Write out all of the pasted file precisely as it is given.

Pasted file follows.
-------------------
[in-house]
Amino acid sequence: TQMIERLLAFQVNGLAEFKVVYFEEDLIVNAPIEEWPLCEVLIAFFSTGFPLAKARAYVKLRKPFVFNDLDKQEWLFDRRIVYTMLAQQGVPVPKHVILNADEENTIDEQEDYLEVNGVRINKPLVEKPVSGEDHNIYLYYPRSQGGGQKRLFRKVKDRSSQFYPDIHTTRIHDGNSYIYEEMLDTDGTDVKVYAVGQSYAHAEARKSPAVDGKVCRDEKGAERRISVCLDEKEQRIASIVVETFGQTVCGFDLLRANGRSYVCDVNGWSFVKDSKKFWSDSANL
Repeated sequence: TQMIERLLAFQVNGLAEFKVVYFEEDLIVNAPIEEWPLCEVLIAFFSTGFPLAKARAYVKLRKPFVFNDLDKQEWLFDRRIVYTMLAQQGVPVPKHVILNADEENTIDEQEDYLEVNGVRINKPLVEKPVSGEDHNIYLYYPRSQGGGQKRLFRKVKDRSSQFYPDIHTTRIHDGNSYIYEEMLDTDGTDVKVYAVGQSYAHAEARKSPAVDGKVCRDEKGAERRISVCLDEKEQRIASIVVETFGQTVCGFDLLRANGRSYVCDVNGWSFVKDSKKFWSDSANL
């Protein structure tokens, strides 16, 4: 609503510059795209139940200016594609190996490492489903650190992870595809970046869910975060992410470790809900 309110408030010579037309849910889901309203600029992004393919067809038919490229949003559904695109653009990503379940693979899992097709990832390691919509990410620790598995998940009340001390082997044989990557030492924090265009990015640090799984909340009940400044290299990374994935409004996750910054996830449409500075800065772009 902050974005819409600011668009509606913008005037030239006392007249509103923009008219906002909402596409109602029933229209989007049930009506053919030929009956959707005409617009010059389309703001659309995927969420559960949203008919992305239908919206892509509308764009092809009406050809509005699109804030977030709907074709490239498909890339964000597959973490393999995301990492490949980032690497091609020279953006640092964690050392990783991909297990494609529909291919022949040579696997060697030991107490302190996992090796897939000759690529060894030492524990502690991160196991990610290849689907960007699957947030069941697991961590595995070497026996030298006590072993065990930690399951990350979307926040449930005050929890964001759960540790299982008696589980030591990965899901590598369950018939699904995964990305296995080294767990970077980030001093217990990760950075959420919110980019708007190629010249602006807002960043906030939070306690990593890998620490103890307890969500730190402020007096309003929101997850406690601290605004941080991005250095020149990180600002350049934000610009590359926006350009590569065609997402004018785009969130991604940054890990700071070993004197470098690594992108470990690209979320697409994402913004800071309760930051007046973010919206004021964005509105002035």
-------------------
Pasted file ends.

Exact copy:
[in-house]
Amino acid sequence: TQMIERLLAFQVNGLAEFKVVYFEEDLIVNAPIEEWPLCEVLIAFFSTGFPLAKARAYVKLRKPFVFNDLDKQEWLFDRRIVYTMLAQQGVPVPKHVILNADEENTIDEQEDYLEVNGVRINKPLVEKPVSGEDHNIYLYYPRSQGGGQKRLFRKVKDRSSQFYPDIHTTRIHDGNSYIYEEMLDTDGTDVKVYAVGQSYAHAEARKSPAVDGKVCRDEKGAERRISVCLDEKEQRIASIVVETFGQTVCGFDLLRANGRSYVCDVNGWSFVKDSKKFWSDSANL
Repeated sequence: TQMIERLLAFQVNGLAEFKVVYFEEDLIVNAPIEEWPLCEVLIAFFSTGFPLAKARAYVKLRKPFVFNDLDKQEWLFDRRIVYTMLAQQGVPVPKHVILNADEENTIDEQEDYLEVNGVRINKPLVEKPVSGEDHNIYLYYPRSQGGGQKRLFRKVKDRSSQFYPDIHTTRIHDGNSYIYEEMLDTDGTDVKVYAVGQSYAHAEARKSPAVDGKVCRDEKGAERRISVCLDEKEQRIASIVVETFGQTVCGFDLLRANGRSYVCDVNGWSFVKDSKKFWSDSANL
């Protein structure tokens, strides 16, 4: 609503510059795209139940200016594609190996490492489903650190992870595809970046869910975060992410470790809900 309110408030010579037309849910889901309203600029992004393919067809038919490229949003559904695109653009990503379940693979899992097709990832390691919509990410620790598995998940009340001390082997044989990557030492924090265009990015640090799984909340009940400044290299990374994935409004996750910054996830449409500075800065772009 902050974005819409600011668009509606913008005037030239006392007249509103923009008219906002909402596409109602029933229209989007049930009506053919030929009956959707005409617009010059389309703001659309995927969420559960949203008919992305239908919206892509509308764009092809009406050809509005699109804030977030709907074709490239498909890339964000597959973490393999995301990492490949980032690497091609020279953006640092964690050392990783991909297990494609529909291919022949040579696997060697030991107490302190996992090796897939000759690529060894030492524990502690991160196991990610290849689907960007699957947030069941697991961590595995070497026996030298006590072993065990930690399951990350979307926040449930005050929890964001759960540790299982008696589980030591990965899901590598369950018939699904995964990305296995080294767990970077980030001093217990990760950075959420919110980019708007190629010249602006807002960043906030939070306690990593890998620490103890307890969500730190402020007096309003929101997850406690601290605004941080991005250095020149990180600002350049934000610009590359926006350009590569065609997402004018785009969130991604940054890990700071070993004197470098690594992108470990690209979320697409994402913004800071309760930051007046973010919206004021964005509105002035």